Hopes high for Canucks

RANDY SPORTAK -- Calgary Sun

, Last Updated: 9:31 AM ET

Another new season but the same old questions surround the Vancouver Canucks.

For a few years now, the West Coast crew has iced a team that appeared among the best in the NHL.

Yet, here we are again in the fall wondering whether this will finally be the campaign for Vancouver to celebrate Stanley Cup success.

Or will it be yet another season of disappointment thanks to a premature departure from the post-season party?

Hopes are high for the defending Northwest Division champs this coming season but, as first-line centre Brendan Morrison points out, the real test is six months from now.

"We know we've had some good regular seasons but we know we're going to be judged by the post-season," said Morrison.

Actually, the judging will be in force long before the post-season heats up.

Hockey fans aren't just interested in how the Canucks fare in the win-loss column. They'll want to know how winger Todd Bertuzzi performs physically and emotionally coming off his suspension for attacking Steve Moore.

Morrison knows his hulking linemate will have plenty of rust to knock off before returning to the 46-goal, 97-point form he displayed in the 2002-03 season but believes it's just a matter of time.

"He looks good out there to me," Morrison said. "It's obviously different between practising and in the games. It's going to take a few games to adjust but he's going to be there.

"With the new way of calling the rules, he'll be a force out there."

Ah yes, the new NHL and its impact.

If there is a trio that could absolutely dominate should the obstruction clampdown hold true, it's the line of Morrison, Bertuzzi and Markus Naslund.

Even amid the mauling that was on display in 2002-03, they combined for 119 goals.

Should the trio be allowed to skate without being tackled, especially since Morrison and Naslund aren't in the power forward category, the sky would be the limit.

"I notice it more in the neutral zone," said Morrison, a player built for run-and-gun hockey. "When there's a turnover in the offensive zone and you're breaking up the ice for a pass, instead of fighting through somebody checking you can turn it on and go."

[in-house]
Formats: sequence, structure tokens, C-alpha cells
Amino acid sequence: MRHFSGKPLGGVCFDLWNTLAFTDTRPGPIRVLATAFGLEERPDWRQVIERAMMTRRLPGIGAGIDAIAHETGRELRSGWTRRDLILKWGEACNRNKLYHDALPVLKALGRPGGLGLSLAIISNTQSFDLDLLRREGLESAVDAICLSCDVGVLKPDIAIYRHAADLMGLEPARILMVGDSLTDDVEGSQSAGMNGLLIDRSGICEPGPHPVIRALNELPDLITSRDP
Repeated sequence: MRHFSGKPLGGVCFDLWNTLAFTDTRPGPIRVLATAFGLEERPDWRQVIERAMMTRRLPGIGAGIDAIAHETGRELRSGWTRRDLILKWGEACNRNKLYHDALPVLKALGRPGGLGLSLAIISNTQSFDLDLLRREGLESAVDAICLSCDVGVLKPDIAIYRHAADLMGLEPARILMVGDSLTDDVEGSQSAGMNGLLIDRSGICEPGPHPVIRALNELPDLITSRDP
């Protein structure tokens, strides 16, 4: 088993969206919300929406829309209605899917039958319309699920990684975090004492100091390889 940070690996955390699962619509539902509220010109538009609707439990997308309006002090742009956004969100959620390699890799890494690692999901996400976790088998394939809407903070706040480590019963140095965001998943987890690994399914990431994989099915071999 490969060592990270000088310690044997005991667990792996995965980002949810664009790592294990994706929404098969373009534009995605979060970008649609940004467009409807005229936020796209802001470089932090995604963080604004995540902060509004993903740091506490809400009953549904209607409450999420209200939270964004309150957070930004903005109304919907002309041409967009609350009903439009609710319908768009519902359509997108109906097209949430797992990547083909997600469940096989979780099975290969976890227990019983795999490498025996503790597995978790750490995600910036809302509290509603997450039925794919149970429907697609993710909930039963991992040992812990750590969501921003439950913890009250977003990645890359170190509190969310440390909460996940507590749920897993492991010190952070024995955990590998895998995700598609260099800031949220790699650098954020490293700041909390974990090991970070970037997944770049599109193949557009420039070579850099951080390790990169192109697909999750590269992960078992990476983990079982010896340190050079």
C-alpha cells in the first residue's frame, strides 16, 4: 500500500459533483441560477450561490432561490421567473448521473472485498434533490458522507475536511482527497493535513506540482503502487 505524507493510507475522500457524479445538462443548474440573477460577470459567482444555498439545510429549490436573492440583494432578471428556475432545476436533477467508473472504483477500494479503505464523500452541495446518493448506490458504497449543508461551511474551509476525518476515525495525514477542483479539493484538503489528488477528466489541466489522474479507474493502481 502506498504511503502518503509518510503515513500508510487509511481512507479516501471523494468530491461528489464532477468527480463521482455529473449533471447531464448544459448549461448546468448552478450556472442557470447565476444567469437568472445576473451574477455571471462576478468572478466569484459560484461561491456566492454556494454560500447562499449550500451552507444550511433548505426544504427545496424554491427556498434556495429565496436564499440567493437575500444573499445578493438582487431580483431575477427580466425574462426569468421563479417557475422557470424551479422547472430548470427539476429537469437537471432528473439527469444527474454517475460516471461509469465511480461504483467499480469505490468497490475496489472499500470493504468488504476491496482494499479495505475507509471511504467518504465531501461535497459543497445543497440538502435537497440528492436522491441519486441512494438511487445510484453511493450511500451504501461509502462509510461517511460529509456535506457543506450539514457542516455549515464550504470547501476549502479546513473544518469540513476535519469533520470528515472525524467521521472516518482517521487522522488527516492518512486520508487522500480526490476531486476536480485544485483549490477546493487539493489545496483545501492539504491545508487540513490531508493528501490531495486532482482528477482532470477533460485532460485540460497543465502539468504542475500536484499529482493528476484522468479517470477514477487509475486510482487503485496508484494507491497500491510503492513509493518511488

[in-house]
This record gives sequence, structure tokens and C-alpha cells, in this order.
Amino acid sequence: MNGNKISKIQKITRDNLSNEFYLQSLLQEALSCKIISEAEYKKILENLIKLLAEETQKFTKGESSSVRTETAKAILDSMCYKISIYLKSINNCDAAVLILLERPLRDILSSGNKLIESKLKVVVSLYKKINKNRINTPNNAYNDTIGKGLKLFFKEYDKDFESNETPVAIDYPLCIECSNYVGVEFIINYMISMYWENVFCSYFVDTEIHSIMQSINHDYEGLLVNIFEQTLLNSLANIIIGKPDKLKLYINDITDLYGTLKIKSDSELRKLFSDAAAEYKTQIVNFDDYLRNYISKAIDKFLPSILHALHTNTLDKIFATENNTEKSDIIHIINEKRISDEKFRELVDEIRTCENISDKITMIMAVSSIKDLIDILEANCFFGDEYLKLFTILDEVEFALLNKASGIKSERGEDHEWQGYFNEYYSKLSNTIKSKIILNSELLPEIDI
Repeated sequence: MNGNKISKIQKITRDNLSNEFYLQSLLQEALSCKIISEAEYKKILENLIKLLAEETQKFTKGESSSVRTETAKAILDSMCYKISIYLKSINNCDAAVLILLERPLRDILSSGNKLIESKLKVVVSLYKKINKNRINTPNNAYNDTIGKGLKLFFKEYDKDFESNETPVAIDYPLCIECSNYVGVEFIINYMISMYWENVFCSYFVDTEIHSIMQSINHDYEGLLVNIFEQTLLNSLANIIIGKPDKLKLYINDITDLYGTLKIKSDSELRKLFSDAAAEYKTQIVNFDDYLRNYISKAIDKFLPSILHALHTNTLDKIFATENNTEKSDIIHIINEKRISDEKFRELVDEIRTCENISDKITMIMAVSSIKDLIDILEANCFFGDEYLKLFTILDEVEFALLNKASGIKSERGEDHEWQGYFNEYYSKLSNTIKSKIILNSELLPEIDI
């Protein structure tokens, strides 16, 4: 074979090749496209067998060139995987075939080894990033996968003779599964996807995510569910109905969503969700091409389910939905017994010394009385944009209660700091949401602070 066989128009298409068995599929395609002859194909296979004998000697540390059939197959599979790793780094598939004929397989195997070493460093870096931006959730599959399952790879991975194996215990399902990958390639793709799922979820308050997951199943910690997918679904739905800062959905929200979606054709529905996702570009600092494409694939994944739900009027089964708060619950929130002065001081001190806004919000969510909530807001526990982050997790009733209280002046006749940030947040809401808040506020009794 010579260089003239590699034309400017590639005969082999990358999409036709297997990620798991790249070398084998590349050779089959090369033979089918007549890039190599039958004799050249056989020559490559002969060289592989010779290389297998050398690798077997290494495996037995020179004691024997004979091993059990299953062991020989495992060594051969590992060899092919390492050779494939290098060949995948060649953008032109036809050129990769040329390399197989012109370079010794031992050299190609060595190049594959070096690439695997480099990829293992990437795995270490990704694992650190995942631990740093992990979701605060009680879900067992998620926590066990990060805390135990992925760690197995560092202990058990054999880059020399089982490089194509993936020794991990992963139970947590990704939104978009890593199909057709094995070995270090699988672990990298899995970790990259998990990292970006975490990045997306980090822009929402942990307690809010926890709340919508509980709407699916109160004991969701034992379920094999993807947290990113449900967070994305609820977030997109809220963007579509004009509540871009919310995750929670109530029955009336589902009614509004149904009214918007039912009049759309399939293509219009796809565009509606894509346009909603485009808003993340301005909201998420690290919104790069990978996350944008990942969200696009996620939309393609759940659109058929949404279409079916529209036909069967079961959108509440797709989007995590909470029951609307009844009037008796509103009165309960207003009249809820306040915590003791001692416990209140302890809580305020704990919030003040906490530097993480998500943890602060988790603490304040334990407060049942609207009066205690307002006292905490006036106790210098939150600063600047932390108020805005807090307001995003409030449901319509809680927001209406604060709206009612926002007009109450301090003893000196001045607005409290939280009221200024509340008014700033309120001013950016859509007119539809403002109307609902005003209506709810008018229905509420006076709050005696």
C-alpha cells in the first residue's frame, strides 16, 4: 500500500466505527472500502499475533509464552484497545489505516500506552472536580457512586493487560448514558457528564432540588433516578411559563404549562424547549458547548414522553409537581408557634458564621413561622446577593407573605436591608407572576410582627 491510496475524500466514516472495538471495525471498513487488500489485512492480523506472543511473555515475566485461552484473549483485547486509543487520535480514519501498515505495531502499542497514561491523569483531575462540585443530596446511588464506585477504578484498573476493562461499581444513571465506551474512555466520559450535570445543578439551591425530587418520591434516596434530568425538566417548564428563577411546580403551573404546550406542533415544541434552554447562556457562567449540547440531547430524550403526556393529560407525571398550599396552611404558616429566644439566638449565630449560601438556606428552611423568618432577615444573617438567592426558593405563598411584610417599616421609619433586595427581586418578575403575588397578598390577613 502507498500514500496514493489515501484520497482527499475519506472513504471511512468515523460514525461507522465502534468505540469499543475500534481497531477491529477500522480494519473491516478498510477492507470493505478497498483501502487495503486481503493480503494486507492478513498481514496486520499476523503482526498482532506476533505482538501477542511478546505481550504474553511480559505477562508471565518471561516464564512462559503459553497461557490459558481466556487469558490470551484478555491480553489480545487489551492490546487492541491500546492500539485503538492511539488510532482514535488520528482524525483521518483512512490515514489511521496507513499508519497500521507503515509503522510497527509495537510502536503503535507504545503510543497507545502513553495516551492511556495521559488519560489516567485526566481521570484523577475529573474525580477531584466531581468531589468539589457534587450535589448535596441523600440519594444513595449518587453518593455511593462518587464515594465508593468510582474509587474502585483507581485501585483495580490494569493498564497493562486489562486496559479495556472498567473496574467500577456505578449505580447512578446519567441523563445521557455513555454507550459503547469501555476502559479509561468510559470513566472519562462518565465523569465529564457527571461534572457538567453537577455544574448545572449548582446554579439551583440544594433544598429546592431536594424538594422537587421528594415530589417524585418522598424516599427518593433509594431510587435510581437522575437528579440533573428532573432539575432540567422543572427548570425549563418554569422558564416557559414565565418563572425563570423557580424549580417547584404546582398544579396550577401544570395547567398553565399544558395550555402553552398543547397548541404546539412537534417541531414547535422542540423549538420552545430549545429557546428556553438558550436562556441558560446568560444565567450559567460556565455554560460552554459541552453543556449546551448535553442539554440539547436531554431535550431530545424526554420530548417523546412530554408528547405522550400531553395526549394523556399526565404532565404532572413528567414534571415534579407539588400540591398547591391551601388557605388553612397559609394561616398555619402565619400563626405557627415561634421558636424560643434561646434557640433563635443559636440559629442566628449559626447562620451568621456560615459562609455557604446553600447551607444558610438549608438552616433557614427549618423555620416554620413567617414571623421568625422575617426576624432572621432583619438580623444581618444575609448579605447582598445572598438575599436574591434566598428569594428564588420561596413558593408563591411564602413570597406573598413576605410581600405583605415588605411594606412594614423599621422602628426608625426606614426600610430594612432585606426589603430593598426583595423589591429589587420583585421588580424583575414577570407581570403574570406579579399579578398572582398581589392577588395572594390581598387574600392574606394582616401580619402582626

Throw in a second line that includes the Sedin twins, with Anson Carter apparently the newest skater to try riding shotgun, and it's a good bet Canuck fans will be watching a fourth straight 40-plus win season.

But, then again, the questions will return.

Are they finally going to be good enough?

Will Dan Cloutier put up a playoffs worthy of his regular-season performances?

Is there enough forward depth? Quality defencemen?

And the biggest of all: Why should anyone believe the Canucks will finally take the next step?

"Because of another year of going through the playoff process and losing in a tough game," Morrison answered immediately. "We played well but certain things in our game let us down. Our penalty kill was really good all season but we didn't do a good enough job in the playoffs.

"You have to be clicking on all cylinders for it to work. We have that ingrained in us."

Even with the playoffs the big test, don't doubt the Canucks are looking forward to simply getting back in action.

Aside from losing a year, the lockout that wiped out the 2004-05 season allowed Vancouver to get over the sting of losing to Calgary in overtime in seven games in the first round of the '04 playoffs.

"It's been a long year and a half and it was a tough loss," Morrison said.

"We had high expectations and still do and that's going to drive us."


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